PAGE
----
Thursday, 30 October 2014
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Gunshot-detection technology could alert troops to enemy fire

Researchers from Imperial College London are developing a lightweight gunshot detection system that would alert troops of the direction and distance of enemy fire.

The microphone system will eventually be configured to in-ear hearing protection that also acts as a radio communication device.

The system uses between five and 10 1mm2 microphones, an electronic compass and a microchip to calculate where the sound of gunfire is coming from, with a margin of error of three per cent for direction and 10 per cent for distance based on trials on a firing range.

‘We’re using MEMS [micro-electromechanical systems]-based microphone technology, which is allowing us to integrate the microphones within the fabric of the clothing because they’re very small and lightweight and very low power,’ research fellow Dr Dylan Banks told The Engineer.

‘It effectively becomes burdenless for the soldier because they’re not carrying an extra box. They don’t even notice the difference in weight between wearing 10 microphones in the cover of their helmet.

The researchers, who have spun out a company called Vorpal to commercialise the technology, are also developing headphones that will protect soldiers from around 25 decibels of low-frequency noise and provide a way to alert them of the gunfire direction.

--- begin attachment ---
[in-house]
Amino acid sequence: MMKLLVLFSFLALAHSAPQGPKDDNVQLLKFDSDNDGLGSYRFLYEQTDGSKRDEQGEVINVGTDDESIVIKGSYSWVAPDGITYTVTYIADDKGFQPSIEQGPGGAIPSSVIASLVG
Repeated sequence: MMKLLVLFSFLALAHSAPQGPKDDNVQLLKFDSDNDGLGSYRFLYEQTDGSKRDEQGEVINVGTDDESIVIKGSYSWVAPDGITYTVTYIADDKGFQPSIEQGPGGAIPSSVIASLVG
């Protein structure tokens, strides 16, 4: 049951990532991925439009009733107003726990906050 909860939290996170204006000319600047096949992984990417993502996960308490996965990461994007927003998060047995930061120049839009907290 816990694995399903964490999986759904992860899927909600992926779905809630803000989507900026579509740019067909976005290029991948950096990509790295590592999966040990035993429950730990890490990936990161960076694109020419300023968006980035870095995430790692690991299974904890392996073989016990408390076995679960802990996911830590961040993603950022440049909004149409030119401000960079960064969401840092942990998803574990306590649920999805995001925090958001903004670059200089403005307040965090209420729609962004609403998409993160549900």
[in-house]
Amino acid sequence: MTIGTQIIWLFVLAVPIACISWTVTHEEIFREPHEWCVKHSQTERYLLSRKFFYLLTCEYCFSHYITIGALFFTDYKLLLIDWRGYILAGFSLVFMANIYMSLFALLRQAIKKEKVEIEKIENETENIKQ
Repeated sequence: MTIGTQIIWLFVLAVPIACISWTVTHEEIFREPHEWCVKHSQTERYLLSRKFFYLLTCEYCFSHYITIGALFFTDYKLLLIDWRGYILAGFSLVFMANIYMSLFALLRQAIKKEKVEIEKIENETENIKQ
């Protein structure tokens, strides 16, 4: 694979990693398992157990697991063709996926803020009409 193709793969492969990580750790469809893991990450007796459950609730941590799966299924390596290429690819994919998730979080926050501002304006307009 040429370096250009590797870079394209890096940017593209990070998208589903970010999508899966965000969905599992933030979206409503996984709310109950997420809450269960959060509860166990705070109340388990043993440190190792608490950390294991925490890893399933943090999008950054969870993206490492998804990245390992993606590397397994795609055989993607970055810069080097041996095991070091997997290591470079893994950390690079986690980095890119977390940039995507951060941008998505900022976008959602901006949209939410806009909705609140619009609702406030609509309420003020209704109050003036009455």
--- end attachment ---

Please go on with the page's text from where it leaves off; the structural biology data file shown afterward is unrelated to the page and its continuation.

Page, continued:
‘Currently, if you’re wearing these [hearing protectors], 30 per cent of the time you get confused as to whether the noise is coming from behind or in front. But it’s really easy for us to tell you that,’ said Banks.

The key to creating a system so small it could run on a watch battery was using analogue circuitry, which is very efficient because the size and shape of the transistors are designed so that it can only perform a single function.

‘The challenge was getting the algorithm simple enough and robust enough so that it can be implemented within an analogue circuitry system,’ said Banks.

The company, which has received a development grant from the government’s Defence Science and Technology Laboratory (Dstl), is currently determining the best way to alert soldiers of the direction of gunfire, for example, verbal or non-verbal audio signals.

It hopes to bring the helmet system to market within 12 months, followed by a second version with a fully integrated power and processing system six months later, with the hearing-protection system expected within a similar timeframe.


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